[O]nly those who have come to accept a gnostic view of the world could even entertain the notion of defending anything by annihilating everything…. the balance of terror itself is the result of a heresy, a circular heresy, with no respect for the past, no hope for the future and no real God at the center of its present.
Mark Mitchell, one of the key people at Front Porch Republic, does an astonishingly good job of summing up the contours of real conservatism, as opposed to the bullshit dealt by El Rushbo, Faux News and other poseurs:
The so-called conservatism promoted by Fox News and Rush Limbaugh is (when a coherent thread presents itself) a fairly standard litany of pro-growth, pro-war individualism, that claims to despise “Big Government” while championing the upward mobility of the most talented and energetic. These ideas, and the policies they spawn, are not conservative.
Our cultural standard-bearers chaff against the notion of limits. We are told that freedom and limits are incompatible, and that freedom is only real if limits are ignored.
We are told that the solution to our economic woes is growth. We need steady and sustained growth in order to ensure that our standard of living continues to improve indefinitely. No one seems interested in asking whether infinite growth is even possible. No one seems inclined to ask whether our standard of living is sufficient or even sustainable.
In short, the atomized individual, far from being a means to maximizing freedom, was and is instrumental in the growth and empowerment of the centralized state.
So, too, the idol of perpetual economic growth …
So what can be done? First it should be clear that the term “conservative” has been hijacked. We should either work hard for its recovery or abandon it altogether.
Except in reflex, I’ve abandoned the term. “Conservative” standing alone doesn’t convey anything about my convictions, and to the extent that it has been popularized by Limbaugh and Fox, it conveys something quite contrary to my convictions.
The title of Mitchell’s contribution to the symposium (H/T Rod Dreher) is Roots, Limits and Love. This is about a jillion miles from the idea that a “Real Conservative®” is a sociopathic self-interest maximizer who has no roots, denies limits, and betrays love in a heartbeat for a buck?
Among the many groups that have appropriated the term “conservative,” we find self-described fiscal conservatives, social conservatives, southern agrarians, neoconservatives, paleoconservatives, conservative liberals, business conservatives, traditionalists, libertarian conservatives, national security conservatives, conservative Democrats, Reagan conservatives, limited government conservatives, Tories, isolationists, bioconservatives, Thatcherites, progressive conservatives, federalists, fusionists, religious conservatives, and so on and so forth.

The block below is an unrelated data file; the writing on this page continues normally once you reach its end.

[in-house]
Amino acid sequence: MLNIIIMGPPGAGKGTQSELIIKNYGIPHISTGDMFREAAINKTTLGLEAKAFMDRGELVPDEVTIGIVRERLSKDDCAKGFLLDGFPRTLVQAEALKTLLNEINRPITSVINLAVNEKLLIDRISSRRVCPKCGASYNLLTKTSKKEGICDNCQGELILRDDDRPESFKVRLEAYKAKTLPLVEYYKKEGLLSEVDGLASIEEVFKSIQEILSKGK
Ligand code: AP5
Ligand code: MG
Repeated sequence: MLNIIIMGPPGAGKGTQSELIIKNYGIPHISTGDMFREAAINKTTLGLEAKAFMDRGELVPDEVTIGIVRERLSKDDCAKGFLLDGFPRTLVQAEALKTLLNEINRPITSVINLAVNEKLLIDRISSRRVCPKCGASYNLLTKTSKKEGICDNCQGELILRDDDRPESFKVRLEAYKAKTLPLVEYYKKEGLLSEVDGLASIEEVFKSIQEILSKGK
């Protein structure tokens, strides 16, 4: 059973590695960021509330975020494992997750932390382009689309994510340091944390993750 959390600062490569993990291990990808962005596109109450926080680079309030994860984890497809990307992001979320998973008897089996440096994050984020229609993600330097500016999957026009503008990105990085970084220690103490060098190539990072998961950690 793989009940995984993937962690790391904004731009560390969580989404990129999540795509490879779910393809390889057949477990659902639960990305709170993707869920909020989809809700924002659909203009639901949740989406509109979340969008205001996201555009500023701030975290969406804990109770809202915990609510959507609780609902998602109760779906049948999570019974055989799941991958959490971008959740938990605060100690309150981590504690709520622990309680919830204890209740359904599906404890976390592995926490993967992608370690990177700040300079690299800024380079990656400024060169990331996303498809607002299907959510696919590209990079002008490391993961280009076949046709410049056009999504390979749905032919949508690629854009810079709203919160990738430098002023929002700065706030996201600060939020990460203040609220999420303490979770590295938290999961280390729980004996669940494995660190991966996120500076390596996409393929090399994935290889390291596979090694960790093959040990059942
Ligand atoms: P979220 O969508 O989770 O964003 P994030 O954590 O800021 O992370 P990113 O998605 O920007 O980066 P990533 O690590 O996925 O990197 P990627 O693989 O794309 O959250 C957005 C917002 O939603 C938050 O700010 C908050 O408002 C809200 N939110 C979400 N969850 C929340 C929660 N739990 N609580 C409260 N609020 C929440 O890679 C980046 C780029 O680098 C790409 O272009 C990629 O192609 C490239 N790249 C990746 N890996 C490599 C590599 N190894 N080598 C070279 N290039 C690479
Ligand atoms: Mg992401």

The differences between these ever-shifting clusters are often profound. The deepest, usually unspoken philosophical division is perhaps between those conservatives who ground their thinking in natural law reasoning and those committed to its polar-opposite: skepticism ….
(Samuel Gregg in the same ISI symposium as Mitchell)
There is no “conservative fusionism,” I think, that can reconcile me with the people whose heartstrings sing at Justice Kennedy’s Mystery Passage:
At the heart of liberty is the right to define one’s own concept of existence, of meaning, of the universe, and of the mystery of human life …
Abstracted from the pro-abortion concepts that immediately follow, this expresses a “conservative” view that’s quite prevalent today, as some have noted:
Yet it’s ironic that mostly political conservatives attack it, because at the heart of Justice Kennedy’s at-the-heart statement is the essential message of political conservatism, and that is personal liberty.
I hasten to add that “progressives” (liberals) are no better at politically valuing the roots, limits and love espoused by Mitchell. But I’ve come to recognize that many of them live their personal lives in a more rooted and loving way that supposed conservatives.
As for “limits”? Well, even the name “progressive” evokes a relentless optimism that knows no meaningful limits. In a sense, they’re right. You can blow away most limits, and do what they said couldn’t be done, if you’re sufficiently blindered to the collateral damage.
[Q:] “What is worship for?” … [A:] “Worship is for God.” We need to worship God, because it puts us in right “alignment” with him. God doesn’t need our worship; God doesn’t need anything the human race can offer. But when we drift from him we become scattered and confused. Worship brings us before our Creator, the only source of love that is worthy of the name. The more we focus on him alone, forgetting about ourselves, the more we will be healed.
The Missus is a librarian, so I figured she had some license plate database in mind when she said she could find the owner of the Ferrari we’d noticed outside the window of the restaurant last night. It turned out she had something lower tech in mind.
“I’ll just stand on the hood, jump up and down and yell until the owner rushes out of the restaurant,” she said.
I was the only one who’d had a drink, too, I swear. It’s dangerous to get that woman relaxed.
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“The remarks made in this essay do not represent scholarly research. They are intended as topical stimulations for conversation among intelligent and informed people.” (Gerhart Niemeyer)